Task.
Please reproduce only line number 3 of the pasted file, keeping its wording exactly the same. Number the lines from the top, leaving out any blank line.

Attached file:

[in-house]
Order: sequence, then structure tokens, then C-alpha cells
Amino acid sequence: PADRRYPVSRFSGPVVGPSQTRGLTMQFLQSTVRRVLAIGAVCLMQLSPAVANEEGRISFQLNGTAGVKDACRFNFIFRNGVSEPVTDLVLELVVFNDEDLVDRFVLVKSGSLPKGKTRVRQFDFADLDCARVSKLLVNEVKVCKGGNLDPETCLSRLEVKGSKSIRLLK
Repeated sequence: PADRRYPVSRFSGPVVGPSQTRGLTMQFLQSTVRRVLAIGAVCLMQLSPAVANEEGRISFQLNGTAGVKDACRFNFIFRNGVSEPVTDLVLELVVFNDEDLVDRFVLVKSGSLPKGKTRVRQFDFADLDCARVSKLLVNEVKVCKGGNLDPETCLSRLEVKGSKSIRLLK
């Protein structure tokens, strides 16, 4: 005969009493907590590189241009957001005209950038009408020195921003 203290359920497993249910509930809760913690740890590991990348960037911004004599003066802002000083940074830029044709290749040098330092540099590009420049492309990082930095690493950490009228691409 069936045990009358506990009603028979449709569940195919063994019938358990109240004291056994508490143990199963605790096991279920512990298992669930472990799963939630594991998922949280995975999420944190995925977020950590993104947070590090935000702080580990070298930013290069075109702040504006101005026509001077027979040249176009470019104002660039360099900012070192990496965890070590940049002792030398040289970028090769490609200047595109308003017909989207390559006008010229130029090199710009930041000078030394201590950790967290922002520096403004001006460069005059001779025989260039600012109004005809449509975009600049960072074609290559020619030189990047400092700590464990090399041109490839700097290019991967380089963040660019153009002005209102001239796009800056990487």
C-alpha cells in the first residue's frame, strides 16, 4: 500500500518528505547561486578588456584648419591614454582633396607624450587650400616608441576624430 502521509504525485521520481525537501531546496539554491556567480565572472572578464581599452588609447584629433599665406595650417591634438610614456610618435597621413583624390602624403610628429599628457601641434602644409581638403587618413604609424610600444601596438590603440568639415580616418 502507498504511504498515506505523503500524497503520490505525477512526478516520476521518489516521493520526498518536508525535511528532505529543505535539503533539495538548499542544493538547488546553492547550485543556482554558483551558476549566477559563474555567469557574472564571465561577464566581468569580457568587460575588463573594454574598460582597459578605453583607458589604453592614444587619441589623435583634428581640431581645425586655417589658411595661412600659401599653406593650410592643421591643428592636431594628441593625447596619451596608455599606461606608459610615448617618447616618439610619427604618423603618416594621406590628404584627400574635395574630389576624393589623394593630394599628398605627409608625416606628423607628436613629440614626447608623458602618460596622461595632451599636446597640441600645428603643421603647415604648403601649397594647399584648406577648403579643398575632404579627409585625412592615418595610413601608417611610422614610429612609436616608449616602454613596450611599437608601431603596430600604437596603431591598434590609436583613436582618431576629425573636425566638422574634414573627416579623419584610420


Amino acid sequence: PADRRYPVSRFSGPVVGPSQTRGLTMQFLQSTVRRVLAIGAVCLMQLSPAVANEEGRISFQLNGTAGVKDACRFNFIFRNGVSEPVTDLVLELVVFNDEDLVDRFVLVKSGSLPKGKTRVRQFDFADLDCARVSKLLVNEVKVCKGGNLDPETCLSRLEVKGSKSIRLLK